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After the Golden Age by Alvin Schwartz
Giving a glimpse into the formative years of comics and beyond.

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AFTER THE GOLDEN AGE for 05/08/2000
Column 52

Off again into the great silence.

This past week especially. The week before, it seems everybody made an effort to respond to my comments. This week, as though exhausted with the effort, everybody faded away. But Justin tells me you're out there. He can tell how many hits this segment is getting. And you're even buying copies of my book, An Unlikely Prophet which seems to be holding its own on Amazon, thanks to you. The publishers certainly aren't doing much for it.

But what about me? I need to find the traces of living humans on this column. I need those questions, comments, even complaints. Maybe I'm talking to the wrong audience.

After all, I don't go into great detail about comics. As you well know, after the Golden Age, I did a Rip Van Winkle and didn't emerge from the strange world I discovered outside of comics until Rich Morrissey showed up and dragged me back out into the light of day.

So I'm again having second thoughts. Maybe my heavy handed guff is too much for this site. Tell me it isn't and I'll continue. One of the things I'd like to continue with soon is the medical and genetic evidence that pretty much explodes the myth of the sexes. Yes-did you not know that sexually an awful lot of us are carrying mixed up male-female genes which in the rest of the world is acknowledged by the way they accept these differences, but here in North America, especially among the doddering meatrheads in Congress, they've been trying to pass laws that act as if genes don't exist and that all the x-chromosomes and the y chromosomes don't make for neat little packages clearly distinguishing one sex from another. But congress is trying to override nature with some new rules. Next thing, we'll have a gene police. As soon as they can figure out how to arrest errant genes. But-anyway, that's for another column.

Still another column is one on the new missile system the pentagon is trying to build to knock down minor attacks from rogue states-keeping the munitions plants really busy, and setting up an actual system where because it only\ works against minimal attacks by rogue states, but is, in fact, guaranteed to force every nuclear power of any size to keep adding to their nuclear stockpile until it's big enough to get through the minimal system. So the minimal system will have to be maximized a little bit, and next thing you know, we're in a full fledged arms race again. That's what I also meant to deal with soon. But. of course. you say, this doesn't have anything to do with comics and I say comics is the best place in the world to deal with it because the medium is far freer to express these things and deal with relevant matters. And, in fact, it's my formula for making comics relevant again, and maybe injecting new life into the moribund medium. We had only one Doonesbury and one Peanuts- but there are new possibilities and new ideas of this sort all around if the hidebound editors would only loosen up a little bit and take on some real world problems. Not just cleverly written psychological studies as have been done with Batman, for example, but the kind of tough, outspoken, in your face kinds of stories that gave the cartoon, especially the political cartoon such an important role all over Europe and America.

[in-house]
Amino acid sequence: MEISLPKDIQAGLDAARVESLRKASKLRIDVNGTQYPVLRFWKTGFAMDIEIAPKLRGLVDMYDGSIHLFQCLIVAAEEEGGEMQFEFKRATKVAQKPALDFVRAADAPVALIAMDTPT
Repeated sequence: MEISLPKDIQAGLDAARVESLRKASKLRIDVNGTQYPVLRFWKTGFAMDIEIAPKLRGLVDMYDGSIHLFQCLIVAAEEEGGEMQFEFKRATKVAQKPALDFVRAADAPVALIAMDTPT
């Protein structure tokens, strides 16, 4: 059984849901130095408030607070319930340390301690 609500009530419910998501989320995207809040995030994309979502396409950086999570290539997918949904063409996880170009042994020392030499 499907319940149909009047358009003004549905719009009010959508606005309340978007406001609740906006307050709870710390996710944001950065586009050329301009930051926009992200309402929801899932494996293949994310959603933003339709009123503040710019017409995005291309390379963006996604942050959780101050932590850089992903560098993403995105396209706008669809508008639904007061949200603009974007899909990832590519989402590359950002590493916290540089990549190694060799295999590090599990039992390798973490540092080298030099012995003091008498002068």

Maybe we need smaller, more independent publishers. Maybe we should start on the web if the fat cats like Time Warner and Disney et al are afraid to touch subjects like these. Maybe a littl.e bit in the movies. But only sharp, pointed, no-pulled-punches cartoons can really do the trick. It's really part of our tradition. And now, with Superheroes to help us, maybe we can give those critters a lot more relevance by having them take on the larger problems.

Ny now,. everyone knows I'm something of a mystic. Jack Schiff once gave an interview about me in which he said I was terribly intellectual but- would you believe it?-I was a M-Y-S-T-I-C. And Jack was the comics version of the Village Atheist. He wouldn't believe anything was real unless it walked up to him and swatted him. I wonder what he'd make of things like superpositioning and being in two places at once-all respectable scientific ideas these days. But at least Jack was literate enough to argue his positions with enough presence to make for some interesting discussions. And we had lots of them and grew fond of one another despite our differences. But now, back to my mysticism- I'm not really much more mystic than the Sierra Club. I don't think we're big enough to destroy the earth, however, although the earth can easily get disgusted and heave us off. And, oh yes, I do indeed believe the earth is alive. I think the whole universe is alive. I even think the Big Bang is the cultural artifact of a science that now denies a gradual evolution in favor of huge intermittent leaps. And what better leap than a singularity like the Big Bang? Of course, once you believe that time is a one-way arrow, the Big Bang is both necessary and self-contrradictory. I have an advantage. I think everything is happening at once.

But all this having been said- is this the kind of column you want to be reading every week? Do you want to hear what sex REALLY is apart from the legislative flatheads trying to define it for us? Or figure out how to give our superheroes enough relevance to take on real problems and keep the comics from sinking ever further into irrelevance and desuetude?

Then write me at the Round Table and say so. And I'll take it from there.

Alvin Schwartz

<< 05/01/2000 | 05/08/2000 | 05/15/2000 >>

Discuss this column with me at my Round Table.

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